Michelangelo’s work is spread over a number of places in Florence. Most famously, his David statue is at the Accademia, where you can also see his unfinished work, The 4 Captives, and a Pieta. There’s a copy of David in the Piazza della Signoria. His best-known Pieta is in the Cathedral Museum (the Museo dell’Opera del Duomo) and in the Medici Chapels (Cappelli Medici) are his sculptures Dawn and Dusk, along with statues of Dukes Lorenzo and Giuliano de Medici. At the Biblioteca Laurenziana, you can enjoy a Michelangelo joke, the staircase with mock pillars – painted onto the walls – which forms the library’s entrance. And there are several pieces at the Bargello Museum too.

2 main pieces

The piece most people want to see is the statue of David. It was commissioned in 1501 for the cathedral roof and Michelangelo spent 4 years working on it in the cathedral workshop until it was finally ready to be shown. It was deemed too big – and too naked! – for the roof and was transported instead to the Piazza della Signoria where it stood for 400 years until it was moved to the Accademia gallery. It was immediately deemed a triumph, both for its beauty and its technical prowess and also because David, bravely facing a much bigger enemy armed only with a catapult, was seen as a symbol of Florence, triumphing over much bigger enemy states.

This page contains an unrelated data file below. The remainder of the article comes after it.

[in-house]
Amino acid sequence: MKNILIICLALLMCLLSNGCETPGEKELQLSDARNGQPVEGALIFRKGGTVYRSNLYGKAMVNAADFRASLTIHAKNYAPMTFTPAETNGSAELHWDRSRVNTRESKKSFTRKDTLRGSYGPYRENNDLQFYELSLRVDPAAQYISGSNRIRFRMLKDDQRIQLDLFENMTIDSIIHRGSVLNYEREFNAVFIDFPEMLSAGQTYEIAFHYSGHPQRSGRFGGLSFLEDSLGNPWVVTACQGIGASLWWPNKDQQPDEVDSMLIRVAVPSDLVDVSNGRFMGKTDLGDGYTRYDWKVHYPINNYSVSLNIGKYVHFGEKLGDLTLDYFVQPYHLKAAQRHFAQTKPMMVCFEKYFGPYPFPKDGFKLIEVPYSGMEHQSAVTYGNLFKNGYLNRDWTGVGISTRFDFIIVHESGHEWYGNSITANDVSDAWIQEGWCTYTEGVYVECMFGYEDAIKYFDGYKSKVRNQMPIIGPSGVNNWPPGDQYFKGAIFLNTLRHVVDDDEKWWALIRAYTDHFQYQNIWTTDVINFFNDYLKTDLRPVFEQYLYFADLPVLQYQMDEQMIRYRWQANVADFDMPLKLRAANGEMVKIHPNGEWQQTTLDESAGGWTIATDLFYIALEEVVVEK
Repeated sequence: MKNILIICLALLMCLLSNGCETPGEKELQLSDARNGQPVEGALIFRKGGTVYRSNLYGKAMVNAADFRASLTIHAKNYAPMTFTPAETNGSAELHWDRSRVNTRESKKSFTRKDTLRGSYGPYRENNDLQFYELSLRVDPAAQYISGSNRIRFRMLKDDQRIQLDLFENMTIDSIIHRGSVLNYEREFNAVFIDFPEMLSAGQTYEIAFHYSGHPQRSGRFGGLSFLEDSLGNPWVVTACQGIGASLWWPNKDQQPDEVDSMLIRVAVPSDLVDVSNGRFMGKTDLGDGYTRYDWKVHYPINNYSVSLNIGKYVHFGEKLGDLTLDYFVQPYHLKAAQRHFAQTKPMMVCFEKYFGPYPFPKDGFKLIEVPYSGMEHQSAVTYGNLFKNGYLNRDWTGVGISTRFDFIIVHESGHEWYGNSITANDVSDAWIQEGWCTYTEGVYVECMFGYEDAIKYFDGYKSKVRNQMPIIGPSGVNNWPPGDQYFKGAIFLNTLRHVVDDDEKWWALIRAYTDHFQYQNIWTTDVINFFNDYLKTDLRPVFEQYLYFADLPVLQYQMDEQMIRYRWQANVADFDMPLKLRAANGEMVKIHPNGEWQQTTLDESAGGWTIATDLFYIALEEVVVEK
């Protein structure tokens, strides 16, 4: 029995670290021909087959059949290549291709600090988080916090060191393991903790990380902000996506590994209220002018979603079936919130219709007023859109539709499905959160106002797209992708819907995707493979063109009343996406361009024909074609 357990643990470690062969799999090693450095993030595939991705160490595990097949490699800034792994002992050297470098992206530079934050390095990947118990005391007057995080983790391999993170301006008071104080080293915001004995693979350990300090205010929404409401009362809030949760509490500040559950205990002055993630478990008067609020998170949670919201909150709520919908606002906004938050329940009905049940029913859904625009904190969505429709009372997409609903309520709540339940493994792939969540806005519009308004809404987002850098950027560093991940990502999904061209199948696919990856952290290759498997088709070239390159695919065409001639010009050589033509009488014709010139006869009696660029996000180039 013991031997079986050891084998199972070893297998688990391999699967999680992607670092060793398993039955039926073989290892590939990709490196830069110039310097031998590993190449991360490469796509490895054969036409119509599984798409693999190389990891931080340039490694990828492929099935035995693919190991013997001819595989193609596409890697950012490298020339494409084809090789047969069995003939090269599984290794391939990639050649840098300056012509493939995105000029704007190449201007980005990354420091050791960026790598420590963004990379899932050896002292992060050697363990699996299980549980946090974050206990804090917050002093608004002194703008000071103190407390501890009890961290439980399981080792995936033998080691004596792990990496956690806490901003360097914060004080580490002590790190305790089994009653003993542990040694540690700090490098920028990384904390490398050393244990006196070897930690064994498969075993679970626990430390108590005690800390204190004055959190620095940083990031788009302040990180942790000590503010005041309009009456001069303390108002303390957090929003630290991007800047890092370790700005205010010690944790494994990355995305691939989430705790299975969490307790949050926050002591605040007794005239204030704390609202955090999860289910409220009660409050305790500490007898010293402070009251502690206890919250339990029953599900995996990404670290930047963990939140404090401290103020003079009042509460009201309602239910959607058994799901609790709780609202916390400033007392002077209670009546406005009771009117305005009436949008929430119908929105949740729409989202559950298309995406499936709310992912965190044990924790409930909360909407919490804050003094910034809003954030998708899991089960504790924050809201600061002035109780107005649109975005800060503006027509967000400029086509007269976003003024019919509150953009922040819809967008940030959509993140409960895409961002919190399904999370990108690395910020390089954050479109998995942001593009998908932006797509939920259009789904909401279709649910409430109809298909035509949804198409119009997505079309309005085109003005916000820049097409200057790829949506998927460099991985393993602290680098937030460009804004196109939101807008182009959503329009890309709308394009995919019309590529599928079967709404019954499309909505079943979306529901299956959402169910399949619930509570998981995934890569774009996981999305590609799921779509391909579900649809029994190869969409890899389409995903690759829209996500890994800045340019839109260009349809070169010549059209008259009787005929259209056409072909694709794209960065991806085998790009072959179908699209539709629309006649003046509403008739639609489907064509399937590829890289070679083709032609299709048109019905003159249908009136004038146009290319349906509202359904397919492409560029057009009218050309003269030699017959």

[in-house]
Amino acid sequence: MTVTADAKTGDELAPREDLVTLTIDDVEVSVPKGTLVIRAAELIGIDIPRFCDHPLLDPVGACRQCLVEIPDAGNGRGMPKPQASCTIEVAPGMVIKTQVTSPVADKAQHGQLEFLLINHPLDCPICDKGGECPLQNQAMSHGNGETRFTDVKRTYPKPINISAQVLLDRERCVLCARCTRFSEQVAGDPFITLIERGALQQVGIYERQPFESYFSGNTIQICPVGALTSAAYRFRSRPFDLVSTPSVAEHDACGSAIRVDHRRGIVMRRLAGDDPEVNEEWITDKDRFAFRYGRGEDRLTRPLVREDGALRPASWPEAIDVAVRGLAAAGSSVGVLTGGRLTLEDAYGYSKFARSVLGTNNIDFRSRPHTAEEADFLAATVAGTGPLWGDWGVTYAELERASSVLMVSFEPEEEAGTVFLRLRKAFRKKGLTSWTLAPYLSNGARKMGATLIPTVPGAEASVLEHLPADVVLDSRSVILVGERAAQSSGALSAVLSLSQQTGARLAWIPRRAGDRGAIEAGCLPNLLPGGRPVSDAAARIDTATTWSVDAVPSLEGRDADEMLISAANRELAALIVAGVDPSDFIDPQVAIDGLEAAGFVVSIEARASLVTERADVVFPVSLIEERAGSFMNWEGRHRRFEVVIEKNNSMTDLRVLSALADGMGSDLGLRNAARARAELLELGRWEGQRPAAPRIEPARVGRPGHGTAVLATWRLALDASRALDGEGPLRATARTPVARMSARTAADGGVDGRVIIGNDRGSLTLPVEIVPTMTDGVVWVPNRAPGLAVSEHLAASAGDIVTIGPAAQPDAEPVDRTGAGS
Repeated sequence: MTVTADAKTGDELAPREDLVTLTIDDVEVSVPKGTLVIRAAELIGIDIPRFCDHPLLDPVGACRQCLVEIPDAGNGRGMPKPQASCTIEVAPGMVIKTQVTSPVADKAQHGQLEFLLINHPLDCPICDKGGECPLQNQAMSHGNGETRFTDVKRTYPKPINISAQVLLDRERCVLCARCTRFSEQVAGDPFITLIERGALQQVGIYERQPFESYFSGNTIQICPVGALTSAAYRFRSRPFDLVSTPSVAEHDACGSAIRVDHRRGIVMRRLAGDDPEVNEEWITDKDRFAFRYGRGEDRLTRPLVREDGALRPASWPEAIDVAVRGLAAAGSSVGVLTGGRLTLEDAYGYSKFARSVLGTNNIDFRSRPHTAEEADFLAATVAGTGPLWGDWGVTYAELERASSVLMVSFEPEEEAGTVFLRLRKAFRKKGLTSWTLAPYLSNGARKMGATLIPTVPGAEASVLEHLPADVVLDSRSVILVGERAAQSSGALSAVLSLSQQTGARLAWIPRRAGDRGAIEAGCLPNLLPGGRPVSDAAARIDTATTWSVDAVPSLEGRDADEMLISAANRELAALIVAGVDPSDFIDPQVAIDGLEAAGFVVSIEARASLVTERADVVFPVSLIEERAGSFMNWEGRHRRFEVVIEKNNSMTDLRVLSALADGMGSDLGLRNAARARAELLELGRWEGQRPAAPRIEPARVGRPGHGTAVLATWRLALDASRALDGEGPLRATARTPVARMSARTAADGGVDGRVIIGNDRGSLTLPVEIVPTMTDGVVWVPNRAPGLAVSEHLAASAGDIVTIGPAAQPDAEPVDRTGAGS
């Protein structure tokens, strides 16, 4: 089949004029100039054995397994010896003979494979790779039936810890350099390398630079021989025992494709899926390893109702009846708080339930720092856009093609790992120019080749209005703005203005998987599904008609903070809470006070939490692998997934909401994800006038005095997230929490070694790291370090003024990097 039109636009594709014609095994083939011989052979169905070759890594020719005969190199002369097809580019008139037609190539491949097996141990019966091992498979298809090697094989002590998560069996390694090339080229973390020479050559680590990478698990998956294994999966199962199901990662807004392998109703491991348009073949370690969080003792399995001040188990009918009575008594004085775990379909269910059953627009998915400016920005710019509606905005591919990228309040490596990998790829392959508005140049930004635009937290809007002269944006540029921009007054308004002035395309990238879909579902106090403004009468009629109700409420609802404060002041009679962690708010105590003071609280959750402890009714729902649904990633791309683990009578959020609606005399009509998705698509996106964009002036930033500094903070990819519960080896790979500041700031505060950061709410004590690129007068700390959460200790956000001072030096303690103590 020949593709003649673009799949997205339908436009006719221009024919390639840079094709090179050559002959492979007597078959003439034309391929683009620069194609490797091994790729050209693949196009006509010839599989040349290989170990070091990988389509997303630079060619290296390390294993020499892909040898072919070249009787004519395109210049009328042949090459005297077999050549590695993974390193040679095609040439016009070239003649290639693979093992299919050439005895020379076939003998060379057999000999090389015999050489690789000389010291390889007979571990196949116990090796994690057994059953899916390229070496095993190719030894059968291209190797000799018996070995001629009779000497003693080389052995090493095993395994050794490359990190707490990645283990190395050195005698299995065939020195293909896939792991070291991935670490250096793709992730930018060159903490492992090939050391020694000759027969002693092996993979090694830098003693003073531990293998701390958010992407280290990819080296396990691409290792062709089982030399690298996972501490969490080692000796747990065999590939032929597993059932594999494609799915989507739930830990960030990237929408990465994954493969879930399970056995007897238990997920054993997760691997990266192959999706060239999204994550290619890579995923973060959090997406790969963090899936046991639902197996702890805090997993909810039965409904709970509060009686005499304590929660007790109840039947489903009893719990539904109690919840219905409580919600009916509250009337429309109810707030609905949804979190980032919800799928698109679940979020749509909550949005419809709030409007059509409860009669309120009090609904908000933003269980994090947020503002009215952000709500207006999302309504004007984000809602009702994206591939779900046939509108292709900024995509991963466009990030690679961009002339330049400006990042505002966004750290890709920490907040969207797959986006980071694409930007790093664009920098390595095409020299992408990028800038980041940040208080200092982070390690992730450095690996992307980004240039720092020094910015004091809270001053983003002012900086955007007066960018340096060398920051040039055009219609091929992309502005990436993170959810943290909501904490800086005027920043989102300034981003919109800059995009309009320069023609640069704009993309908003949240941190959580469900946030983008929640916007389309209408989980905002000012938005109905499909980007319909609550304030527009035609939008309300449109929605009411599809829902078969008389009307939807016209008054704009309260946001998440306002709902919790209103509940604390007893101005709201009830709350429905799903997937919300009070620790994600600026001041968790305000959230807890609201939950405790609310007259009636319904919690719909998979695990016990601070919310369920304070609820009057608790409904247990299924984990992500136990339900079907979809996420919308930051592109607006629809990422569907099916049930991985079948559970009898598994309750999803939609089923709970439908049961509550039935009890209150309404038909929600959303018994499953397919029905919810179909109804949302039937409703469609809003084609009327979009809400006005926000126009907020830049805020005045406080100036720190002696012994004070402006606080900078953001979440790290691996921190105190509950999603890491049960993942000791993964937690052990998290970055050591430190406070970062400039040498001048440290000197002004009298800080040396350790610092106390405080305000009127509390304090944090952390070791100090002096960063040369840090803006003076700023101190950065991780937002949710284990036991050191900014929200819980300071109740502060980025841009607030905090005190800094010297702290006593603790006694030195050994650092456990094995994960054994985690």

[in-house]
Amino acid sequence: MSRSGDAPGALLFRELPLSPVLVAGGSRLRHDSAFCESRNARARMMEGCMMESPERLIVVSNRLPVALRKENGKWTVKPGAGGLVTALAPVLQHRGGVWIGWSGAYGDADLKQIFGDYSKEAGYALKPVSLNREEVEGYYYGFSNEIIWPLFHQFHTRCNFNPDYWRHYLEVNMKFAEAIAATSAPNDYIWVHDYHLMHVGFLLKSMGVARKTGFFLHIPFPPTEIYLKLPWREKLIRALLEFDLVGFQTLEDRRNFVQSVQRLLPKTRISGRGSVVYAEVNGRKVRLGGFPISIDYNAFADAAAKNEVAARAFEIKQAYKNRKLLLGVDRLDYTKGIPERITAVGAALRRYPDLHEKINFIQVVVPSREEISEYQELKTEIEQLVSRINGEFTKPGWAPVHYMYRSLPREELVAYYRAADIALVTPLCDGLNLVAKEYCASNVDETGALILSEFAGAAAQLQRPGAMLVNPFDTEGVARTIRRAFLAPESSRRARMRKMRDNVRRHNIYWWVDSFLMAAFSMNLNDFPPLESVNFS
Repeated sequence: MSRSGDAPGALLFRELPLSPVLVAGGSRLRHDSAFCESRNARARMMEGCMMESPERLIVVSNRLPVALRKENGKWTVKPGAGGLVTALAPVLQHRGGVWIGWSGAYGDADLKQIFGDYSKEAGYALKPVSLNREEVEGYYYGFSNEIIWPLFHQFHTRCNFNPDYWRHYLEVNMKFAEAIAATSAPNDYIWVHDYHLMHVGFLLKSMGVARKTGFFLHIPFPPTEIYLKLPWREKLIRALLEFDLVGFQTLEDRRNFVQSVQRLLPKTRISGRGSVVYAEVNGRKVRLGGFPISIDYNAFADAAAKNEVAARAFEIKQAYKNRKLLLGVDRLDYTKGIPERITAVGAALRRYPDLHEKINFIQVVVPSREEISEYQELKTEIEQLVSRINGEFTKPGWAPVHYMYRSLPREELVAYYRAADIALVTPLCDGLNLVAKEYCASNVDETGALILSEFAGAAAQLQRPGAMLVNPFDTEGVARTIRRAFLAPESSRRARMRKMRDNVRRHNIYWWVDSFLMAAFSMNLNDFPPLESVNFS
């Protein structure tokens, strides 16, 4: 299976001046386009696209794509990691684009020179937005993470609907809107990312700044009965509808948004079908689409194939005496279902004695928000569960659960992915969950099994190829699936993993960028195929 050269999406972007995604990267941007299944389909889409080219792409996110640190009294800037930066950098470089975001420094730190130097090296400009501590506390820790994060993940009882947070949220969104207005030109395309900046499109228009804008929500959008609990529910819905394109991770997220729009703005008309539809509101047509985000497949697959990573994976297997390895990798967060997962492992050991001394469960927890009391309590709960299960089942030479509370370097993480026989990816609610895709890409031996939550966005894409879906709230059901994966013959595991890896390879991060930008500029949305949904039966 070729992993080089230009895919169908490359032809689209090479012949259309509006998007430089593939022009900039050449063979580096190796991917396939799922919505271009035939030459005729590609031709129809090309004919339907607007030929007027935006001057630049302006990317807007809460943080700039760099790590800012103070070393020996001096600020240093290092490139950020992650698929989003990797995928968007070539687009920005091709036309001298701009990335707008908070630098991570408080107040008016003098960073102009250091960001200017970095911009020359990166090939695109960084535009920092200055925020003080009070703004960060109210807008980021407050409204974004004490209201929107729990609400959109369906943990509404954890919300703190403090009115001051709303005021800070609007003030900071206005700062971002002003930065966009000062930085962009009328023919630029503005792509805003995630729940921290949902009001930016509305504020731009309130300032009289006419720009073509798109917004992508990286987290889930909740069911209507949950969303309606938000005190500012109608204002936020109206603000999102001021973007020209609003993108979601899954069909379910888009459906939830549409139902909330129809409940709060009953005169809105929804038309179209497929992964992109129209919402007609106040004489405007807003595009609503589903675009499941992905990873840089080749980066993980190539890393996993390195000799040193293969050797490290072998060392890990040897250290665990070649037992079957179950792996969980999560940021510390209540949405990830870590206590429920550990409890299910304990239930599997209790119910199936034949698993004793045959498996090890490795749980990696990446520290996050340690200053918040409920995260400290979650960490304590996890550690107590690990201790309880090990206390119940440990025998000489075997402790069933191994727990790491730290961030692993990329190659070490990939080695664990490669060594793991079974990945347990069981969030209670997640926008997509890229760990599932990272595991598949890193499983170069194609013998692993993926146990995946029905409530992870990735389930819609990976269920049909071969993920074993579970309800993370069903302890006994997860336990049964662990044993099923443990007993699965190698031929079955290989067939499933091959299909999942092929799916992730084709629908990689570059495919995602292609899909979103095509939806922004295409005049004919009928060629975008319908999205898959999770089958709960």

The Pieta in the Cathedral Museum depicts Mary with her dead son lying in her lap after the crucifixion. Michelangelo said he wanted this piece to represent ‘mother and son, alone in the universe’ and before sculpting it he made extensive preparations. He made many sketches to try out different postures, he studied the faces of Florentine nuns to find the expression he wanted for Mary’s face, he bought a bolt of cloth so he could practise sculpting folds of material. The final piece is very moving, contrasting the passive figure of the dead Jesus with the highly charged emotions of Mary, the mother who must accept the loss of her son.

2 main museums